Wednesday, June 20, 2012

Historic Jumbo Mortgage Rates: Prudent Borrowers Rewarded

Jumbo Mortgage Rates continue to hover at historic lows but we have noticed a trend among investors of extreme diligence on ensuring ultra high loan quality. This weighs heavily on a client that has a complex financial picture as the time and paperwork required is a few steps removed from an IRS audit. Especially if a client owns a few companies or has creative accountants. Here are the charts that tell the story of where mortgage and select real estate markets are currently at:

Wednesday, May 23, 2012

HARP and Other Home Refinancing Options

HARP and Other Home Refinancing Options
The housing bubble of 2008 placed many homeowners in an underwater position where mortgage balances greatly exceeded a home’s actual market value. In response to these conditions, the federal government started the Home Affordable Refinance Program, or HARP.

And while HARP provides a convenient option for homeowners stuck with underwater mortgages, some homeowners may not be eligible for the program. Fortunately, there are other refinancing options available for those who don’t qualify for the Home Affordable Refinance Program.

HARP Refinancing

Homeowners unable to obtain financing due to a drop in home value may want to consider the HARP as a refinancing option. The effects of the housing bubble and resulting drops in home value left many homeowners paying considerably more in mortgage payments than before. This happened in cases where mortgage contract terms involved interest-only payment options or balloon payment arrangements.

The Home Affordable Refinance Program is designed to make mortgage payments more affordable while setting homeowners up in stable mortgage contracts. Refinancing through HARP involves an application process and underwriting review process. Applicants must also pay refinancing fees.

In order to qualify for HARP refinancing, applicants must meet the following requirements –
· Homeowners must be current on their mortgage payments and show a 12 month history of timely payments made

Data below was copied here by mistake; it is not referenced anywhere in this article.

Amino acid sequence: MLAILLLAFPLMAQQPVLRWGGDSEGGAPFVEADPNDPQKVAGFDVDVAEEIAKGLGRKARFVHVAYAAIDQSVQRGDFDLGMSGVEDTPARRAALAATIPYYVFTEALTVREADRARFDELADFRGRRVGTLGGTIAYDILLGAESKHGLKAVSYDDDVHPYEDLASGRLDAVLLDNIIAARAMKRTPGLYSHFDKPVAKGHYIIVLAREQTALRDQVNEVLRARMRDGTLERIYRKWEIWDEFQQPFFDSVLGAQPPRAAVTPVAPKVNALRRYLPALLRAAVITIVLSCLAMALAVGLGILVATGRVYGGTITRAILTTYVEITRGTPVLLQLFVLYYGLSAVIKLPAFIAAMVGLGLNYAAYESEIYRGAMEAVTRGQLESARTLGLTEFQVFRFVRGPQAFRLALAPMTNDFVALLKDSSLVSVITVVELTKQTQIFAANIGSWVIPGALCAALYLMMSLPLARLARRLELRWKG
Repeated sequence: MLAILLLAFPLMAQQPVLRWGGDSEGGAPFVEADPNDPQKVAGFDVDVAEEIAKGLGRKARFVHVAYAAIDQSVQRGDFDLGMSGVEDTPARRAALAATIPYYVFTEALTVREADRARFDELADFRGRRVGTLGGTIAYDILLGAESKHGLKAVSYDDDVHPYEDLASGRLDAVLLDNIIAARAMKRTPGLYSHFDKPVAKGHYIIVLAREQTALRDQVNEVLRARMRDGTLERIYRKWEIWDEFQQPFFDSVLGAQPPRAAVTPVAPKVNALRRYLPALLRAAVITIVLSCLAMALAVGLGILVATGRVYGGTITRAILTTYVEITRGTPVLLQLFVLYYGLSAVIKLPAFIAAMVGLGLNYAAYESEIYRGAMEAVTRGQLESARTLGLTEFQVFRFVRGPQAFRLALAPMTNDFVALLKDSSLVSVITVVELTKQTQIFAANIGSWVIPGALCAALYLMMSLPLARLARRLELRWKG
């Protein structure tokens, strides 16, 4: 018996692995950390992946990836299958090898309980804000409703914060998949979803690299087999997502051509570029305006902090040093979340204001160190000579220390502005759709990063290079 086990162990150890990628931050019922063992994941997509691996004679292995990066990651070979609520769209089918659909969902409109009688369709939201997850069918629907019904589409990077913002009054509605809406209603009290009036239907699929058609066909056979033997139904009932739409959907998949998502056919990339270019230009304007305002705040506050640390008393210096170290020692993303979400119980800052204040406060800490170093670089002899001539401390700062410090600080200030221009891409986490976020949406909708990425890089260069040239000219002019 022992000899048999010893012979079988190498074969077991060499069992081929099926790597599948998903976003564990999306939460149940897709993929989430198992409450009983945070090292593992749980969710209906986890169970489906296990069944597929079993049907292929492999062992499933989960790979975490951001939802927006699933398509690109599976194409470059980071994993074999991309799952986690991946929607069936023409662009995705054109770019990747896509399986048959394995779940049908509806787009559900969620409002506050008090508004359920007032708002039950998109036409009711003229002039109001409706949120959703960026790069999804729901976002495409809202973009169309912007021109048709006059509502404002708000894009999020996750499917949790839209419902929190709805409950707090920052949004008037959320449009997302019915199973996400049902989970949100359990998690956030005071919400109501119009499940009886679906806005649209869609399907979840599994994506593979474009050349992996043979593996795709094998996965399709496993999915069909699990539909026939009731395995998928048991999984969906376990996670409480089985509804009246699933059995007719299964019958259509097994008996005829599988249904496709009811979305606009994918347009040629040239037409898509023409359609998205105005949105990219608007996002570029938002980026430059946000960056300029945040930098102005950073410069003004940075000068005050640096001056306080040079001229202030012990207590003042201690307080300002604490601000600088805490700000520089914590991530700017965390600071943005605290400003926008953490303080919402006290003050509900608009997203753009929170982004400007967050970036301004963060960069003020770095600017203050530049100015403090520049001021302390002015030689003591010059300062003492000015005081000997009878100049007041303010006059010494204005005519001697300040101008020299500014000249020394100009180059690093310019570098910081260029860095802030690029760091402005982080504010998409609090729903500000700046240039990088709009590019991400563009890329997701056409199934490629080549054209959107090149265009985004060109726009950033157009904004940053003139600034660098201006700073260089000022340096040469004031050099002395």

· Existing mortgages must be underwritten through Fannie Mae or Freddie Mac
· Existing mortgages must have been sold no later than May 31, 2009
· HARP requires a loan-to-value (amount owed vs. actual market value) ratio of 80 percent or more.

HAMP Options

The federal government offers the Home Affordable Modification Program, or HAMP as an alternative financing option for homeowners with underwater mortgages. Homeowners who have missed payments on their mortgage due to a financial hardship may qualify for HAMP assistance. Much like with HARP requirements, a person’s current mortgage must be held by Fannie Mae, Freddie Mac or any other U. S. Treasury-sponsored lenders.

In order to qualify for HAMP refinancing, homeowners must meet the following requirements –
· Current monthly payment amounts must exceed 31 percent of the homeowners gross income
· Applicants must provide proof of financial hardship
· The home must be the primary residence
· The total amount owed on a mortgage must be less than $729,750

Lenders can offer several different modification plans depending on a person’s financial situation. In most cases, a HAMP agreement includes a 90 day trial period. After the 90 days, lenders reassess the homeowner’s’ situation to see if other long-term modification arrangements are warranted.

FHA Refinancing Options

FHA refinancing options may come in handy for homeowners who can’t qualify for HARP refinancing because they’ve built up considerable equity in their home. Homeowners with existing FHA- or VA-backed mortgages loans can easily qualify for FHA financing provided they are current on their monthly mortgage payments.

The FHA actually has a streamlining process that allows homeowners with existing FHA or VA mortgages to qualify for refinancing without going through the usual credit score checks, appraisal process or proof of employment requirement. Borrowers can qualify for FHA refinancing as long as they have remained current on their mortgage payments for the past 6 months, with a limit of one late payment within the past 12 months.